Zapruder Analysis of Bob McNair's Press Conference to Address the Firing of Gary Kubiak

0:07 -- "Good morning. This has been a very disappointing year for the Texans organization."

SP: So far, we agree on everything, Bob...

0:12 -- "We started out with such high hopes."

SP: Well, I had you under 10 1/2 wins, but I did have you winning the division, so "high hopes" may be a reach, but okay...

0:16 -- "We felt like that we had the best roster that we've ever started the year with and we really, really anticipated a very favorable outcome. To have this string of losses that we
sustained is just totally unacceptable and it's not what this organization is about."

SP: Hmmmm, maybe not 11 losses in a row, but the organization has hardly been covering the walls at Reliant in championship decor. Continue, kind sir....

0:39 -- "We're about winning and accountability."

SP: Okay, now stop right there. You're about winning, in that we ("we" being society) are all about winning, in that we all love to win. (Whether we all hate losing is a separate argument, for another time. Loving to win and hating to lose are not the same thing.) But throwing around the a-word. It's actually the complete lack of accountability that's gotten your organization into this mess. Eight years of below .500 performance, a special teams coach who's allowed to stay while his units rot to the core, a quarterback who gets a $62 million extension with exactly zero playoff wins and a year still left on his deal...these things are the opposite of accountability. If accountability is going to be the deal going forward, then I speak for Houston when I say "FANTASTIC!" But your using the word on Friday like it's been the standard is just not correct. Eight years of Kubiak. Checkmate, me.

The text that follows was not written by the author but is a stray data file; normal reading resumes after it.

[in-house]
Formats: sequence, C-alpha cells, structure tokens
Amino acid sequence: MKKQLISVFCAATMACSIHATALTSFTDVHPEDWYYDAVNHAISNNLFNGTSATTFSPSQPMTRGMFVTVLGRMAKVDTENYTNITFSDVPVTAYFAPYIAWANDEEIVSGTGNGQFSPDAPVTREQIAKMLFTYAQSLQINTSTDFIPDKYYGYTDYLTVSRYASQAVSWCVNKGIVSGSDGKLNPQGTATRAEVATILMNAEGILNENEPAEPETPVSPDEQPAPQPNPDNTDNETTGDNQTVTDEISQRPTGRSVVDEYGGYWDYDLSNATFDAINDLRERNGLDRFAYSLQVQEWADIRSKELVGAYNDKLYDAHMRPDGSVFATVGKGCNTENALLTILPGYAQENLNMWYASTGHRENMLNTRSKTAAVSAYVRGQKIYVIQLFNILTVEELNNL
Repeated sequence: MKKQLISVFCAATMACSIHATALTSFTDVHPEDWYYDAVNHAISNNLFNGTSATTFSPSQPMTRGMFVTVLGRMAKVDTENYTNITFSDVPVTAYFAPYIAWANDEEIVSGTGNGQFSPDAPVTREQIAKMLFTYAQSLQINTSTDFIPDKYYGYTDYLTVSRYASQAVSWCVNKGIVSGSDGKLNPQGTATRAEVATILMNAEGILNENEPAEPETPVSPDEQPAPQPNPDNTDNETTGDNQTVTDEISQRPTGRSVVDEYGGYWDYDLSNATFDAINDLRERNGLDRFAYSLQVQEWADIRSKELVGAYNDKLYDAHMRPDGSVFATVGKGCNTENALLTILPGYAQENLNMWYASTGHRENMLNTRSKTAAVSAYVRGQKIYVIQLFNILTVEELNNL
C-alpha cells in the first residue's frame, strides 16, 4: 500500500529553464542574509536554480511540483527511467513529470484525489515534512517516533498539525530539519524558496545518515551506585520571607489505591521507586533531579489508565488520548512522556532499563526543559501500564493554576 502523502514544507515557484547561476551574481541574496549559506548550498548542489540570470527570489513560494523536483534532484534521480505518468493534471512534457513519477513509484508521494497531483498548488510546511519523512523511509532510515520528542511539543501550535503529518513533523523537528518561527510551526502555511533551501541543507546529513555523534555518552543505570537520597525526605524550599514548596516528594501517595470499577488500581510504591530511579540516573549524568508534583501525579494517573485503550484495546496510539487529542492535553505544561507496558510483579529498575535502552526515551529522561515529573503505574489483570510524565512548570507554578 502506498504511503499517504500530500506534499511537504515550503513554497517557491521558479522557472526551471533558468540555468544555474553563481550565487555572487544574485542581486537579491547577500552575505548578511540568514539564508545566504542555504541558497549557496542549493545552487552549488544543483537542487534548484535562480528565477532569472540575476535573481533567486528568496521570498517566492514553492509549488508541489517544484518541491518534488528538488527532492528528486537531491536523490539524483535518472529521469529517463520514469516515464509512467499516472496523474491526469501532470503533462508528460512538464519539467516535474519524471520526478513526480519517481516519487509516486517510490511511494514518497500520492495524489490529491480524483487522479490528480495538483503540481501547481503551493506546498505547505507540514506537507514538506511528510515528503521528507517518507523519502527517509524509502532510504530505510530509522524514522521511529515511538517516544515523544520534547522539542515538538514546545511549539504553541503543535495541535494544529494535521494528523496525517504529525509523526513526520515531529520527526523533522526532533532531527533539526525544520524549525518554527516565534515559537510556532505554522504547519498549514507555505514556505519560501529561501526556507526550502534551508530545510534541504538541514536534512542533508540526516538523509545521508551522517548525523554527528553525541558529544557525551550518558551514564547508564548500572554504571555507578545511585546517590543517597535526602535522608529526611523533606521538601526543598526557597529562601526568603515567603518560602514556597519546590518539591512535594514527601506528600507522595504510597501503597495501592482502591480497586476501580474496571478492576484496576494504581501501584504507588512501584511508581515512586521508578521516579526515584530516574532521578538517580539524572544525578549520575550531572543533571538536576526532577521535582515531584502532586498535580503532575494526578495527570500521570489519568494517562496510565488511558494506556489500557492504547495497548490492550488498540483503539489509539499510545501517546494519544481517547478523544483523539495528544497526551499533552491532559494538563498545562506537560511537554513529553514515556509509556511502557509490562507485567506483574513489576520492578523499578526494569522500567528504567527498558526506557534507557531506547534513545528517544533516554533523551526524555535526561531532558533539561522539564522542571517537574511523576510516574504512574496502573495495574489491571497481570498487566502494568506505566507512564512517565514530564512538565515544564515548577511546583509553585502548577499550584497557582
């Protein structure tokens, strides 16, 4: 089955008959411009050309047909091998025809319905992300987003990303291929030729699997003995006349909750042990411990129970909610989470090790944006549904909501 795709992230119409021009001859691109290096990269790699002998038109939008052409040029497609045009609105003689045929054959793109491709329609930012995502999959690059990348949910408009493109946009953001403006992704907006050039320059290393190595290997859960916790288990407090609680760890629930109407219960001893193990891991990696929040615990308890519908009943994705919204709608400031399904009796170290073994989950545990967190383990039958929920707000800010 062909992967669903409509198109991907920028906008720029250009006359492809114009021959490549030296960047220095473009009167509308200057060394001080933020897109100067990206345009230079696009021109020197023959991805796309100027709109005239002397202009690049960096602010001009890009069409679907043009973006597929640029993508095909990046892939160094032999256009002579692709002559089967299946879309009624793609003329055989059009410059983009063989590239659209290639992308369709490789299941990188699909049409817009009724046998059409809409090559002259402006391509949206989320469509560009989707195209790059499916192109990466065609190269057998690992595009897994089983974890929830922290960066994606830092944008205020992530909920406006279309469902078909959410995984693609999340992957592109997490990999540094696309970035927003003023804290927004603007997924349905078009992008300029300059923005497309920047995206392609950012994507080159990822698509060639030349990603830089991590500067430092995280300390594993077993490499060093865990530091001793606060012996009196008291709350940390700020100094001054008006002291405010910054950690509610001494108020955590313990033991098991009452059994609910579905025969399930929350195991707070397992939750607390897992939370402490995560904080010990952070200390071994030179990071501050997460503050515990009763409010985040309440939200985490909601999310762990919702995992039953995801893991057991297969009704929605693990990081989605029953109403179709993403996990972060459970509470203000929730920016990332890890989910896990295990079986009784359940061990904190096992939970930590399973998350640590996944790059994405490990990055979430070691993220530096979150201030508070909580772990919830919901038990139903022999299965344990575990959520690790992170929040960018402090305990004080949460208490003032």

1:02 -- "As a result of that, we felt that a change was needed in the head coach position. So Gary Kubiak is no longer the head coach and Wade Phillips will serve as the interim head coach. We'll evaluate the rest of the coaching staff."

SP: Not gonna lie, even though we all knew it was coming, it was still weird to finally hear these words come from Bob McNair's mouth. Continuing....

1:25 -- "We decided that one of the advantages of going ahead and taking action now rather than waiting is it allows us to start the process of finding a new head coach. And that process is under way and those prospects that are not under contract in the NFL are people that we can visit with. So we'll start this process immediately."

SP: This is neither here nor there, but one of the rhetorical questions that got repeated while the Texans' season slid into the toilet was "Why fire Gary Kubiak now? Let him finish out the year, right?" McNair's point on one of the benefits of doing it with three weeks still to go in the season actually puts the burden of proof on people defending keeping a coach through the remainder of the season if you know he's gone. Once December hits, you know which way the wind is blowing on a guy, especially one who's had as many chances as Kubiak. Get the process started, get a jump on candidates who you can speak to without tampering, move forward. Also, my guess is everyone else is sitting up a little straighter around the building today than they were on Friday morning. The unfocused will stick out like a sore thumb, football Darwinism is under way on Kirby, and while it's stressful for those involved, it's necessary for McNair and the decision makers.

2:55 -- "I want to thank Gary Kubiak. Gary, he has brought this team to a new level."

SP: Actually, he brought them to a new level (a barely upper middle class neighborhood in the city that is the NFL) and drove them right back to where they were before. Inherited a 2-14 team, leaves them a 2-11 team. In between, two playoff wins. Hardly soaring to new heights. Semantics, and I know the purpose of this press session is not to pile on Kubiak, but the "new level" he brought them to would be the basement for elite franchises.

3:04 -- "We've had two division championships. We've had some outstanding performance."